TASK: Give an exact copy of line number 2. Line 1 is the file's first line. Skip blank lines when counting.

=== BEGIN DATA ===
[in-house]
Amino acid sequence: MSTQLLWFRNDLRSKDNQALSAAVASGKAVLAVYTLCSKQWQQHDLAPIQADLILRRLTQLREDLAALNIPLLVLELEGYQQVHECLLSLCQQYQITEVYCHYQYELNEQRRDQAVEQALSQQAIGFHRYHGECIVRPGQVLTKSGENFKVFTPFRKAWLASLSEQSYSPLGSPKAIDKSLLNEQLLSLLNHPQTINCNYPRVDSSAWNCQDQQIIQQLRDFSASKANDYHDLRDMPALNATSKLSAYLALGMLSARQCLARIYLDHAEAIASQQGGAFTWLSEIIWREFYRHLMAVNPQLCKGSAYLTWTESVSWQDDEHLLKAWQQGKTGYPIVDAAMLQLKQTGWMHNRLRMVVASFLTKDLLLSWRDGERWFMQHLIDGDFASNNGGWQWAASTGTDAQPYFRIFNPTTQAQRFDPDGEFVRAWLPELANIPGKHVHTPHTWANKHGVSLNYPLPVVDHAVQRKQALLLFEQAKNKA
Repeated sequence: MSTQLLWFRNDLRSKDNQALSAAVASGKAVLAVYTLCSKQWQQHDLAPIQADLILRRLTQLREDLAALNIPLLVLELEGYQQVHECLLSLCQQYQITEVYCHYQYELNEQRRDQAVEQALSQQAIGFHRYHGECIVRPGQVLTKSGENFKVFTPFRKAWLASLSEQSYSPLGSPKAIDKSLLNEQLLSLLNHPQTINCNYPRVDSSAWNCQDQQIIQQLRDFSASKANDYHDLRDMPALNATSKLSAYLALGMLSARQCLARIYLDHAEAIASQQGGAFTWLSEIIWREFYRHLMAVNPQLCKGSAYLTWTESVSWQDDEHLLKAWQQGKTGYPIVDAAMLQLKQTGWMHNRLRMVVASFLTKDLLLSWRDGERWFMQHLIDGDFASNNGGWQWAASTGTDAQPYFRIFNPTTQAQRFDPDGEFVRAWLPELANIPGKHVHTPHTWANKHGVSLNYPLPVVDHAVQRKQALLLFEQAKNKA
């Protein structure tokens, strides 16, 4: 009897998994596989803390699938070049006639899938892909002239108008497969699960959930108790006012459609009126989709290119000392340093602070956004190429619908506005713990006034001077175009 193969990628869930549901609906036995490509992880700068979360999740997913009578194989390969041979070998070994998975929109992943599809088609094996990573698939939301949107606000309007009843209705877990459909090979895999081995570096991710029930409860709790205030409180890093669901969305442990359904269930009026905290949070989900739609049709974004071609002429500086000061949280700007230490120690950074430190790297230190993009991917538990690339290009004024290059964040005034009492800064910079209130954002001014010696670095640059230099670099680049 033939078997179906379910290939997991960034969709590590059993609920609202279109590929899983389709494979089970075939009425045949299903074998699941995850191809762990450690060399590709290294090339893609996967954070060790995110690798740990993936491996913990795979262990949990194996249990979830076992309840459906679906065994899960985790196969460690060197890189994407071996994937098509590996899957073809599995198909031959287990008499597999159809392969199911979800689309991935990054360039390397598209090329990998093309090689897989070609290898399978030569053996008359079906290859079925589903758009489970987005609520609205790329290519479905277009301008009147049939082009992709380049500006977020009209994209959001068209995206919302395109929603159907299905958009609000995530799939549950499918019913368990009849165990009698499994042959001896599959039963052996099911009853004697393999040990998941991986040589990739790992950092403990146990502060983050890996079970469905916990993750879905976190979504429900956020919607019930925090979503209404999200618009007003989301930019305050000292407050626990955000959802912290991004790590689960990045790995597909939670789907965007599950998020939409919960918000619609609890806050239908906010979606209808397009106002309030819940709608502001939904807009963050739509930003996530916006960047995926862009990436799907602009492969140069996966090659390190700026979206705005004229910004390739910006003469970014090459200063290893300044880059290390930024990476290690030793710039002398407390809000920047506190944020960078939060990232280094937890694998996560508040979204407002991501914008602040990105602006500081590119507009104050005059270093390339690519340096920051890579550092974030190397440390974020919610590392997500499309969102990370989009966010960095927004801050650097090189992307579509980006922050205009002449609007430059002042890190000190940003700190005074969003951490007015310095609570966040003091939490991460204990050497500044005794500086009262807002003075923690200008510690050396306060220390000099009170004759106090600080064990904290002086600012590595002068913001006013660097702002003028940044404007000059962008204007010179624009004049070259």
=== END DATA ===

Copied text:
Amino acid sequence: MSTQLLWFRNDLRSKDNQALSAAVASGKAVLAVYTLCSKQWQQHDLAPIQADLILRRLTQLREDLAALNIPLLVLELEGYQQVHECLLSLCQQYQITEVYCHYQYELNEQRRDQAVEQALSQQAIGFHRYHGECIVRPGQVLTKSGENFKVFTPFRKAWLASLSEQSYSPLGSPKAIDKSLLNEQLLSLLNHPQTINCNYPRVDSSAWNCQDQQIIQQLRDFSASKANDYHDLRDMPALNATSKLSAYLALGMLSARQCLARIYLDHAEAIASQQGGAFTWLSEIIWREFYRHLMAVNPQLCKGSAYLTWTESVSWQDDEHLLKAWQQGKTGYPIVDAAMLQLKQTGWMHNRLRMVVASFLTKDLLLSWRDGERWFMQHLIDGDFASNNGGWQWAASTGTDAQPYFRIFNPTTQAQRFDPDGEFVRAWLPELANIPGKHVHTPHTWANKHGVSLNYPLPVVDHAVQRKQALLLFEQAKNKA